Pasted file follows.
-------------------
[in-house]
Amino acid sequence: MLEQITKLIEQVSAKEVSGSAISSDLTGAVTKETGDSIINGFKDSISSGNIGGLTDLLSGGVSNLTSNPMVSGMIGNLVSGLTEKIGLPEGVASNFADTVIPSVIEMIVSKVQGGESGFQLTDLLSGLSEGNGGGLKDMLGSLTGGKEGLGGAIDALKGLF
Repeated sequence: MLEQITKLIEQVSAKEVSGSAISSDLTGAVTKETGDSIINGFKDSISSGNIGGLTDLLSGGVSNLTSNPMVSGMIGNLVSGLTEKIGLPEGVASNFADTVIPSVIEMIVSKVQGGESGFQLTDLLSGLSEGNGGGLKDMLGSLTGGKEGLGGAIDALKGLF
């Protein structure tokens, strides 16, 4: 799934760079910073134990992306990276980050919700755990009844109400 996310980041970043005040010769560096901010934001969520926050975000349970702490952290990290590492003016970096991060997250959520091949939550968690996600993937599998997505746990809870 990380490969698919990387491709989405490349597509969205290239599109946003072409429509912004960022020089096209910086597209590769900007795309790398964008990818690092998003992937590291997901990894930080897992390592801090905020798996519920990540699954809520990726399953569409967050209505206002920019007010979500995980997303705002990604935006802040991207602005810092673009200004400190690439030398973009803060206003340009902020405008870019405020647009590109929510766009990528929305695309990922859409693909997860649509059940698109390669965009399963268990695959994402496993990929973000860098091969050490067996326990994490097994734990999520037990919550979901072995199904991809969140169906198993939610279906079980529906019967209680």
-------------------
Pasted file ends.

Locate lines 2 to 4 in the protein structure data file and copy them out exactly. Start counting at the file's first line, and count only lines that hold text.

Amino acid sequence: MLEQITKLIEQVSAKEVSGSAISSDLTGAVTKETGDSIINGFKDSISSGNIGGLTDLLSGGVSNLTSNPMVSGMIGNLVSGLTEKIGLPEGVASNFADTVIPSVIEMIVSKVQGGESGFQLTDLLSGLSEGNGGGLKDMLGSLTGGKEGLGGAIDALKGLF
Repeated sequence: MLEQITKLIEQVSAKEVSGSAISSDLTGAVTKETGDSIINGFKDSISSGNIGGLTDLLSGGVSNLTSNPMVSGMIGNLVSGLTEKIGLPEGVASNFADTVIPSVIEMIVSKVQGGESGFQLTDLLSGLSEGNGGGLKDMLGSLTGGKEGLGGAIDALKGLF
């Protein structure tokens, strides 16, 4: 799934760079910073134990992306990276980050919700755990009844109400 996310980041970043005040010769560096901010934001969520926050975000349970702490952290990290590492003016970096991060997250959520091949939550968690996600993937599998997505746990809870 990380490969698919990387491709989405490349597509969205290239599109946003072409429509912004960022020089096209910086597209590769900007795309790398964008990818690092998003992937590291997901990894930080897992390592801090905020798996519920990540699954809520990726399953569409967050209505206002920019007010979500995980997303705002990604935006802040991207602005810092673009200004400190690439030398973009803060206003340009902020405008870019405020647009590109929510766009990528929305695309990922859409693909997860649509059940698109390669965009399963268990695959994402496993990929973000860098091969050490067996326990994490097994734990999520037990919550979901072995199904991809969140169906198993939610279906079980529906019967209680």